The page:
I saw her breath catch as she heard the words. I knew there was terror hidden beneath those innocent eyes. Her beloved, her life and reason for being was being taken from her. She could not even drive herself around. There had never been a need for her to get a driver’s license. He had chauffeured her wherever she needed to go for more than forty years. This was true romance, love at its finest. He was incapable of boiling water or turning on the washing machine. There had never been a need for him to do that. She did it.

I noticed his birthday was the next day and my heart skipped a beat. They applied for the rapid refund so I knew there was a chance I would see them again and on his birthday.

Another of their daughters came in the next day by their referral. I recognized the name on the coupon. I asked her what they were going to do for him and she told me all he wanted was that day, no gifts, no hoopla. He just wanted to spend it in gratitude for having another day. My heart ached to celebrate not only this man but also this couple, their strength and fortitude. They were not haggard from the ordeal of the cancer. They had just learned gratitude from it.

Musing on them as I had found myself doing time after time in the brief period since I met them, I realized that I had fallen hopelessly in love. This couple who walked into my life at a time when I was beginning to believe that true love did not exist changed me forever. I truly hoped there were no delays in processing and that I would see them again. I would not work the following day, and if the refund check was not ready then, I would miss seeing them again.

A couple of hours later as I handed out a refund check I noticed their name on the log. I wondered if I would have the privilege of wishing this man a happy birthday and seeing his bride again. I heard the door open and felt my heart leap as Clarence and Dorothy walked through the door. He with his walker, she close on his heels. Their faces radiated joy. He at having reached another birthday and she that her love was still by her side.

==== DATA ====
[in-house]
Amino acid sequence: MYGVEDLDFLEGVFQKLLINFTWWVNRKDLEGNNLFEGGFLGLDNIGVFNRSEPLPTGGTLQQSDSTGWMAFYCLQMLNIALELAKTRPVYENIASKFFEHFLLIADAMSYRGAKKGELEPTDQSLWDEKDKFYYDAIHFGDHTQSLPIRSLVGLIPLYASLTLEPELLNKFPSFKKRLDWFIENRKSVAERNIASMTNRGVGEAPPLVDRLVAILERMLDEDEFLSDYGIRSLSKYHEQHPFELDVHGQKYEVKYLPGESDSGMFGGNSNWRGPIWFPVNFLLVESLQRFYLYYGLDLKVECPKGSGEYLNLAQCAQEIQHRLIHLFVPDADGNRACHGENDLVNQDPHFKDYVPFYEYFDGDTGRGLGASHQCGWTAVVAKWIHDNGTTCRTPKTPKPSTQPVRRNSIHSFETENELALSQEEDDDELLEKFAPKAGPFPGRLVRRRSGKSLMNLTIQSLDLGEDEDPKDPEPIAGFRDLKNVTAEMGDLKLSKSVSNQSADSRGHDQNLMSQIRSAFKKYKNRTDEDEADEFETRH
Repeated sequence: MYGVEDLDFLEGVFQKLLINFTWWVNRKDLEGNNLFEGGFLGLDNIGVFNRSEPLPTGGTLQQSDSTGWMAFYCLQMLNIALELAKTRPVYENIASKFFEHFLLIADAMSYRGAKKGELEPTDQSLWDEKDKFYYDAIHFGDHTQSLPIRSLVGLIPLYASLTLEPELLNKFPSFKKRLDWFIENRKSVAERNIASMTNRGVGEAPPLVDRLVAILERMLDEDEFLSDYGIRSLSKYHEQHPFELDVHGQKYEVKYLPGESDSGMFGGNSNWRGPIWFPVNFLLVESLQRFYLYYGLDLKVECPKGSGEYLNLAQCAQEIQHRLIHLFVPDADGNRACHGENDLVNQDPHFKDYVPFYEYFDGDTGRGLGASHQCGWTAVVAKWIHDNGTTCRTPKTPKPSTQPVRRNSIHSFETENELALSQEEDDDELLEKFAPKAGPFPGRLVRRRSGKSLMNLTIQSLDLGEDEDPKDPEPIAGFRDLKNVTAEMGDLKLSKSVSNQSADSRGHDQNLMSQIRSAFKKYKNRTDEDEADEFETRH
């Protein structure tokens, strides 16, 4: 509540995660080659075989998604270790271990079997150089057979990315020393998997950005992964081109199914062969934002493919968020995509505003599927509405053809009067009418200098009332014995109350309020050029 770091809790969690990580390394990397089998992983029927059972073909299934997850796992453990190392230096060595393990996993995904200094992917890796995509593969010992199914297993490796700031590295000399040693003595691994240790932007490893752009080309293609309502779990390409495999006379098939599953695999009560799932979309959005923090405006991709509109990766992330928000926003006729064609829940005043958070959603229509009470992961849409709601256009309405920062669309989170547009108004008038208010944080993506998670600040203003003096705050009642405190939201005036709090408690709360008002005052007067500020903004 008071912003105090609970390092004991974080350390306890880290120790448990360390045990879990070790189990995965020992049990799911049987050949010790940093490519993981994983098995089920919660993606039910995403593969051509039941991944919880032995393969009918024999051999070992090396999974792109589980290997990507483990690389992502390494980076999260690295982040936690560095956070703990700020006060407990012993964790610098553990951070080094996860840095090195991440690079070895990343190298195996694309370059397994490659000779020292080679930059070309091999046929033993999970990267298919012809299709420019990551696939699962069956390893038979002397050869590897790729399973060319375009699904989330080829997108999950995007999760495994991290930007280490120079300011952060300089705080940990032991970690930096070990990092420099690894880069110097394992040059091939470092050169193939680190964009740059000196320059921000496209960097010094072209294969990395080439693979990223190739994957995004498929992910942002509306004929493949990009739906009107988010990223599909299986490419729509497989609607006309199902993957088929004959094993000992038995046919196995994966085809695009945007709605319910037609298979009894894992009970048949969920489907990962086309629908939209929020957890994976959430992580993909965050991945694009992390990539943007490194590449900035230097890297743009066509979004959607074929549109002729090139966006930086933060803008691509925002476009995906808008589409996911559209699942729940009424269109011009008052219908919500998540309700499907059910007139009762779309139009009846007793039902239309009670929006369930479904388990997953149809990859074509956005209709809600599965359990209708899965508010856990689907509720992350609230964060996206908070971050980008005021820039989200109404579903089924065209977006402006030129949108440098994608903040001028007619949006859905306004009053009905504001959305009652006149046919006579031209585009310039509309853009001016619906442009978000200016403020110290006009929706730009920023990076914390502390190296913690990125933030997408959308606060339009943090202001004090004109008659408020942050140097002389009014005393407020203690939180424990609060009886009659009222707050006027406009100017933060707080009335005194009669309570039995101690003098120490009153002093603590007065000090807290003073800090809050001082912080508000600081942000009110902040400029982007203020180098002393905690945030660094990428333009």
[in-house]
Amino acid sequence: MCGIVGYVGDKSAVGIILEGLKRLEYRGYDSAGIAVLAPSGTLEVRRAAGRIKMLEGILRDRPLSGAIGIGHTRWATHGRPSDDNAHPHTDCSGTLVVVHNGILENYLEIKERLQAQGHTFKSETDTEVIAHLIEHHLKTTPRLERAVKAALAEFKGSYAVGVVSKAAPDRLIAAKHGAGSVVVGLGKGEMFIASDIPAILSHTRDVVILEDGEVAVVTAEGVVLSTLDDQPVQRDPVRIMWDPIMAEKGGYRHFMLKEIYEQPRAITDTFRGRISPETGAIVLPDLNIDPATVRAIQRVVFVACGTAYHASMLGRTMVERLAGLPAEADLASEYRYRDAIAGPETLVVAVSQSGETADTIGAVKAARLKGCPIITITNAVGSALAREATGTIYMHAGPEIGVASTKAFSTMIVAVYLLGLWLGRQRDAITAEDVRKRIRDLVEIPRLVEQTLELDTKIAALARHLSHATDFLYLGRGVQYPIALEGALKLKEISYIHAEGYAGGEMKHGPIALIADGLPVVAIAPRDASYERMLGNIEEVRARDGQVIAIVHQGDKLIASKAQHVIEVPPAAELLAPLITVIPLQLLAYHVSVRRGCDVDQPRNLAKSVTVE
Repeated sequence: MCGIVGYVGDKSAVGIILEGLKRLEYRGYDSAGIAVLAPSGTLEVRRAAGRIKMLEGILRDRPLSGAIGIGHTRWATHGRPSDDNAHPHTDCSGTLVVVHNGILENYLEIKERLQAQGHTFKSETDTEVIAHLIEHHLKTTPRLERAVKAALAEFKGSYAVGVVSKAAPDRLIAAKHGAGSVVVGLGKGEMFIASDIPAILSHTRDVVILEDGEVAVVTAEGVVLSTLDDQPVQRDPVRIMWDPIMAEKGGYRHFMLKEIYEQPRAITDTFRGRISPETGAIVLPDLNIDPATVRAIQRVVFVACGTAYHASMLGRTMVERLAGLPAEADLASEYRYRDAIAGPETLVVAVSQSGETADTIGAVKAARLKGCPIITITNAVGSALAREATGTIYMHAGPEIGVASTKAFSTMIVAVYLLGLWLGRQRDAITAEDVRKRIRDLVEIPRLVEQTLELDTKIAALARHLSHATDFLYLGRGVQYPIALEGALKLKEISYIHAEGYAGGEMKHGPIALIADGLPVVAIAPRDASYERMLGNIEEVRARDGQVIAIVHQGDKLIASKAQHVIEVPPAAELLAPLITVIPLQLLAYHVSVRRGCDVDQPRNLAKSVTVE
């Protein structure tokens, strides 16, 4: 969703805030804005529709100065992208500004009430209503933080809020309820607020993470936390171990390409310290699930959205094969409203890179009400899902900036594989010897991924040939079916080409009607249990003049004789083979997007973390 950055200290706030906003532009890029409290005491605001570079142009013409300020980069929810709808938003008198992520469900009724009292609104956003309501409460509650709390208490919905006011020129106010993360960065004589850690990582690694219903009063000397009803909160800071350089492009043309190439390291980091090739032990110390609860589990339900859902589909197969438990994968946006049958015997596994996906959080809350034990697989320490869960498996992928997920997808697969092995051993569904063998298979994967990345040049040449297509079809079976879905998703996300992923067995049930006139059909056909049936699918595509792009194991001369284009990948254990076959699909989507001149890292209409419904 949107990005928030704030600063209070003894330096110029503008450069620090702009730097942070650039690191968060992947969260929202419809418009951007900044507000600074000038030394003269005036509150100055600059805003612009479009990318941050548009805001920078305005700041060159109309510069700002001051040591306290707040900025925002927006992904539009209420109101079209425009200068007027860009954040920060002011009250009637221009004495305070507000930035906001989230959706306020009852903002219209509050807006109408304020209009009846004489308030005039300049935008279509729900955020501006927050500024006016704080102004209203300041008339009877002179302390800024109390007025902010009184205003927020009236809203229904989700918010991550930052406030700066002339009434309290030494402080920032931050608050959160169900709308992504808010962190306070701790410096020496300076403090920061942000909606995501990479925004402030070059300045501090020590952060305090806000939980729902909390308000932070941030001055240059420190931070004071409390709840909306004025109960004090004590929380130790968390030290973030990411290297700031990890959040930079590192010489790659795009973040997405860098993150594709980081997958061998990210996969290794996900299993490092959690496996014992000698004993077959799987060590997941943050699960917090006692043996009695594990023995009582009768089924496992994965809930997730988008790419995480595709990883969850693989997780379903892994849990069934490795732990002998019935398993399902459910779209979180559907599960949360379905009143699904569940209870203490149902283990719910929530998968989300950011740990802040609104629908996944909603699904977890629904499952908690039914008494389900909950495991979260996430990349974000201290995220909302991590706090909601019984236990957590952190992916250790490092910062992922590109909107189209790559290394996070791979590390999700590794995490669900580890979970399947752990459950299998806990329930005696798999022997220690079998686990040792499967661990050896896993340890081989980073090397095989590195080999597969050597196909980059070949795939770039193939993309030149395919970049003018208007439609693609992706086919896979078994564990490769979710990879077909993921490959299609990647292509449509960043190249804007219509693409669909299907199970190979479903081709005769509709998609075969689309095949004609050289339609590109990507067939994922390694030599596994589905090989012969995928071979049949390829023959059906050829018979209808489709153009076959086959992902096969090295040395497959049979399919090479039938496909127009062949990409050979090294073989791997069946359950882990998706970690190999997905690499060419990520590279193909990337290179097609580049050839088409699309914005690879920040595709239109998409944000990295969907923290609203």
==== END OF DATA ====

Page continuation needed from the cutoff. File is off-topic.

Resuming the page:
True to her nature Dorothy had obediently come in with her ID card ready. As Clarence reached for his wallet I shooed his effort away. They needed no identification, my heart knew immediately who these people were. “Happy birthday!” I said as I pulled out his check. I saw relief in her eyes though. They needed the money. Not only did he know it but he had not been able to shelter her from that knowledge. “Thank you,” he said with a glint in his eye. After as much chitchat as I dared, I bid them good-bye. Watching them walk to the door I chanted, “See you next year,” as we commonly do after handing out the refund checks. I heard him say, “I hope so.”

I could only stand there, watching as if I had lost my true love. Tears welled up in my eyes at the ordeal these two had yet to come. But I knew without a doubt that their love would withstand even the cruelest journey.

Valerie Cann